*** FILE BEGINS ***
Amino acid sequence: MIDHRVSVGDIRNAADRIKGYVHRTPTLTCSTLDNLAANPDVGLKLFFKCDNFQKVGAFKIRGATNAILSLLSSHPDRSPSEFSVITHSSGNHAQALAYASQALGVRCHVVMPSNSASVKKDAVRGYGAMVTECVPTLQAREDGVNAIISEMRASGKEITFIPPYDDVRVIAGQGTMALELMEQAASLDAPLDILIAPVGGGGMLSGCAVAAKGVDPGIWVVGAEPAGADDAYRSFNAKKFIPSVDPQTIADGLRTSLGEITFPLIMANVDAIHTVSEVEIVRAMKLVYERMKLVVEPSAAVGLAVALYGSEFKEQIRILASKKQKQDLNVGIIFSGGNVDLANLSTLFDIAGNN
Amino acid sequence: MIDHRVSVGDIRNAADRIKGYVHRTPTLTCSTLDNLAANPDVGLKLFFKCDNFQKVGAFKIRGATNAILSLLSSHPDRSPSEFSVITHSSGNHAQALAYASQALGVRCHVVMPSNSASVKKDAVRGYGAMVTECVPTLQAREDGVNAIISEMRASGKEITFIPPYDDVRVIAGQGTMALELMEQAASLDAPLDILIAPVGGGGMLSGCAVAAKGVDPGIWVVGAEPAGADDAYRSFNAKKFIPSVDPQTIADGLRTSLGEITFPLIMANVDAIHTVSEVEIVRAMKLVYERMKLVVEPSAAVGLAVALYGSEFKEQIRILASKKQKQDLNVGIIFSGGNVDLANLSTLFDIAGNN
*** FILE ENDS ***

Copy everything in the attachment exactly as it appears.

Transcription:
Amino acid sequence: MIDHRVSVGDIRNAADRIKGYVHRTPTLTCSTLDNLAANPDVGLKLFFKCDNFQKVGAFKIRGATNAILSLLSSHPDRSPSEFSVITHSSGNHAQALAYASQALGVRCHVVMPSNSASVKKDAVRGYGAMVTECVPTLQAREDGVNAIISEMRASGKEITFIPPYDDVRVIAGQGTMALELMEQAASLDAPLDILIAPVGGGGMLSGCAVAAKGVDPGIWVVGAEPAGADDAYRSFNAKKFIPSVDPQTIADGLRTSLGEITFPLIMANVDAIHTVSEVEIVRAMKLVYERMKLVVEPSAAVGLAVALYGSEFKEQIRILASKKQKQDLNVGIIFSGGNVDLANLSTLFDIAGNN
Amino acid sequence: MIDHRVSVGDIRNAADRIKGYVHRTPTLTCSTLDNLAANPDVGLKLFFKCDNFQKVGAFKIRGATNAILSLLSSHPDRSPSEFSVITHSSGNHAQALAYASQALGVRCHVVMPSNSASVKKDAVRGYGAMVTECVPTLQAREDGVNAIISEMRASGKEITFIPPYDDVRVIAGQGTMALELMEQAASLDAPLDILIAPVGGGGMLSGCAVAAKGVDPGIWVVGAEPAGADDAYRSFNAKKFIPSVDPQTIADGLRTSLGEITFPLIMANVDAIHTVSEVEIVRAMKLVYERMKLVVEPSAAVGLAVALYGSEFKEQIRILASKKQKQDLNVGIIFSGGNVDLANLSTLFDIAGNN